St. Ambrose Barlow, OSB, pictured above, was born at Barlow Hall near Manchester in 1585. His family had reluctantly conformed to the Church of England after his grandfather had died in prison for his Catholic faith in 1584 and the family had lost two-thirds of their estate. He became a Catholic in 1607, traveled to the Continent and became a Benedictine in 1617. His career as a missionary priest in Manchester, England was furthered by a pension and residence with the Tyldesey family. On Easter Sunday, April 25, 1641 Father Barlow was captured while celebrating Mass. He was then tried and convicted for his Catholic priesthood and executed on September 10, 1641.

Edward de Vere, 17th Earl of Oxford

The 17th Earl of Oxford was born on April 12, 1550. For some, he is the main contender of the true author of the plays and poetry commonly ascribed to William Shakespeare of Stratford-upon-Avon. He was a poet and patron of the arts, a favorite for a time at Elizabeth I's Court--and a secret Catholic after a trip to the Continent. According to the Luminarium website:

De Vere was, in his earlier years, a favourite at court, where he seems to have mostly lived when young. At 25, he undertook a tour of France, Germany and Italy in 1575 and was abroad for some sixteen months. The Earl flirted with Catholicism but in late 1580 he denounced a group of Catholic friends to the Queen, accusing them of treasonous activities and asking her mercy for his own, now repudiated, Catholicism. He was retained under house arrest for a short time and, following the birth to Anne Vavasour of an illegitimate child fathered by him in 1581 (Sir Edward Vere), was briefly in the Tower of London.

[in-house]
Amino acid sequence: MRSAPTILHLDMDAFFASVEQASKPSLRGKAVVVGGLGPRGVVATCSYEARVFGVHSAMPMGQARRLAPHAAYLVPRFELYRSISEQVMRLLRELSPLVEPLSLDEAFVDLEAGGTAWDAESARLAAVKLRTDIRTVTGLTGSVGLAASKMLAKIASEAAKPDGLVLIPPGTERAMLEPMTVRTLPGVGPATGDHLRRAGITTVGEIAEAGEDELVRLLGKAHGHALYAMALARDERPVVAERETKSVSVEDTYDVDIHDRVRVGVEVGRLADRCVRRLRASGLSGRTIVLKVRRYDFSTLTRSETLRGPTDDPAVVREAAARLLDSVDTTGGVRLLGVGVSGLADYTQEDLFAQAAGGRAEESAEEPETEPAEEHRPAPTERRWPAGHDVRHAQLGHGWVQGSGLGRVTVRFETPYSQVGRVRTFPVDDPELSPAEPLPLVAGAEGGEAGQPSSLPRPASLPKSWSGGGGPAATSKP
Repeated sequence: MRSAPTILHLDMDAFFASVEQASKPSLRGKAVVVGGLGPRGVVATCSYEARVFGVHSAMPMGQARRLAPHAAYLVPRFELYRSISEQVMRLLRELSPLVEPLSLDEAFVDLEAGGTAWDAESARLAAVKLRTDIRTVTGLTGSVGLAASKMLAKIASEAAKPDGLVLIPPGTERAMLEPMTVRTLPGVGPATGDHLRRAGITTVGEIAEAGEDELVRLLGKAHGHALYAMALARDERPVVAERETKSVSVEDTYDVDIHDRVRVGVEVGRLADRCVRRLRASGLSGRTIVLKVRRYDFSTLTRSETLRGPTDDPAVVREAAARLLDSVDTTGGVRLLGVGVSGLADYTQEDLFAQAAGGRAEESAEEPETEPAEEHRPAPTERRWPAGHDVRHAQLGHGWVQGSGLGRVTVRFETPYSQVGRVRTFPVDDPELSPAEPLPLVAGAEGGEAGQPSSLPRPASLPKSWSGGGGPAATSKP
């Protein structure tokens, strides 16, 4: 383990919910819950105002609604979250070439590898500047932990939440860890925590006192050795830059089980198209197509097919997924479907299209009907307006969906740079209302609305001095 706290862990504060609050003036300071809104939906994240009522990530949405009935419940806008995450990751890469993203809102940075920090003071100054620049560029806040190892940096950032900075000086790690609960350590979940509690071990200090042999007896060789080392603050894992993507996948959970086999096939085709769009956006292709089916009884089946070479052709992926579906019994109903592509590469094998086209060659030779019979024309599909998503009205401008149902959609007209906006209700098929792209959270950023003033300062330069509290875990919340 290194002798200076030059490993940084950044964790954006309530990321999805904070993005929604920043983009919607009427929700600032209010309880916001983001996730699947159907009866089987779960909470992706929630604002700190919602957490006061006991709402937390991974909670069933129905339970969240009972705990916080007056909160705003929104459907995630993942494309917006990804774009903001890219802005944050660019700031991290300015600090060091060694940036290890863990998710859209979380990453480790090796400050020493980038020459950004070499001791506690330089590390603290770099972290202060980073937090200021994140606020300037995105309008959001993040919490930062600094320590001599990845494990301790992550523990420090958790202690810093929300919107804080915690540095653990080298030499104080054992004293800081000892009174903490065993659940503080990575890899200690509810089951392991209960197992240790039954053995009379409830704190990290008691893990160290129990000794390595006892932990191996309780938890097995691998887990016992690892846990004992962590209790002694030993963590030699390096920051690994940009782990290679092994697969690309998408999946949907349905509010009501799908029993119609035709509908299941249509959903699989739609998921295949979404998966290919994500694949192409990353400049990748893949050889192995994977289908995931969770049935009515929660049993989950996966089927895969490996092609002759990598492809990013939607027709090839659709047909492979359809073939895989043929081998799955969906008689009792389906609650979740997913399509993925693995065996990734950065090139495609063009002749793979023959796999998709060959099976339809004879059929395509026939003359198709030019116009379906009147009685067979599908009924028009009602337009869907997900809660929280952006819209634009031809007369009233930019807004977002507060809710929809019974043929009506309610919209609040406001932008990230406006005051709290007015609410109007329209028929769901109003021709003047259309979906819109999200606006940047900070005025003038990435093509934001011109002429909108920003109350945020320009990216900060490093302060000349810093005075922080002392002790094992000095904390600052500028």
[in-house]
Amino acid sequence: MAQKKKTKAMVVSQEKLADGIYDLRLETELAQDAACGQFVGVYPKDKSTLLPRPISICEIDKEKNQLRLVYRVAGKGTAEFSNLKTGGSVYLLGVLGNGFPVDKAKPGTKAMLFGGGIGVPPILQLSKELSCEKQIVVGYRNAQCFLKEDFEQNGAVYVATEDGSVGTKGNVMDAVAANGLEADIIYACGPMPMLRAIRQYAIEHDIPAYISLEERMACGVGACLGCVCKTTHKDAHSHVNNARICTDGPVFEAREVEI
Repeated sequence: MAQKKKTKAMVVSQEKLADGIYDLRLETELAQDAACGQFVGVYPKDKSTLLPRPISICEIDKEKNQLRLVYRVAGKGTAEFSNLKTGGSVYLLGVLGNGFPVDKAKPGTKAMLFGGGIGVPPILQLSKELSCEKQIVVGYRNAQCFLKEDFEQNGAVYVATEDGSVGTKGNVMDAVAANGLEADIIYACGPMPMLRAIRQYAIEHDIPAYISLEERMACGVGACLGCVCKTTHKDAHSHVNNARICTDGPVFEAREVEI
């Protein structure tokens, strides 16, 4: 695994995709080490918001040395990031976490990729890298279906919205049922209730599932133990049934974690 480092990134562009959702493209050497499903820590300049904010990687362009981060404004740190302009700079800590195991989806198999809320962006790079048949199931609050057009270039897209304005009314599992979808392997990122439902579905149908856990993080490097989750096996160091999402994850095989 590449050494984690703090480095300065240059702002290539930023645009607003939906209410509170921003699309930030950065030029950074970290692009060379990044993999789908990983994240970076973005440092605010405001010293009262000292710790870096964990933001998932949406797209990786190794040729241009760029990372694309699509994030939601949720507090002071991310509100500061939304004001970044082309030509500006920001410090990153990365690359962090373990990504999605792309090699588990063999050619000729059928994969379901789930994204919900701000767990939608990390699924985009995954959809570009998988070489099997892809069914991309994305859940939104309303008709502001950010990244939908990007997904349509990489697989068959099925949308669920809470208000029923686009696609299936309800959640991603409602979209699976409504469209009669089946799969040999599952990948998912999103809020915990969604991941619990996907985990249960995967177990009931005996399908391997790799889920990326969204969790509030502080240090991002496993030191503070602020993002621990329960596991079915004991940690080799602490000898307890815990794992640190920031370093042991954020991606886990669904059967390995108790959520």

The three friends he denounced were Lord Henry Howard, the 1st Earl of Northampton, Charles Arundel, and Francis Southwell. I see a parallel between Oxford's career as a Catholic/Anglican and John Donne's--once Oxford got into some trouble or foresaw some trouble because of his extramarital activities, he had to shed his Catholicism rather dramatically. John Donne wrote anti-Jesuit pamphlets; Oxford denounced Catholic friends.

For someone like Lord Henry Howard, son of the Earl of Surrey executed by Henry VIII in 1547 and brother of Thomas Howard, the Duke of Norfolk executed by Elizabeth I in 1572 , such an accusation of treason was extremely dangerous. All three men managed to convince Elizabeth that they were not guilty of Oxford's charges, but Henry Howard continued to attract suspicion throughout her reign.

Monday, April 11, 2011

Recusant Catholic Women

Once I Was a Clever Boy features a fascinating post on Catholic Englishwomen during the Reformation era--tounching on the lives of the noble recusants like Anne Dacre Howard, Countess of Arundell and dwelling on the greatness of St. Margaret Clitherow: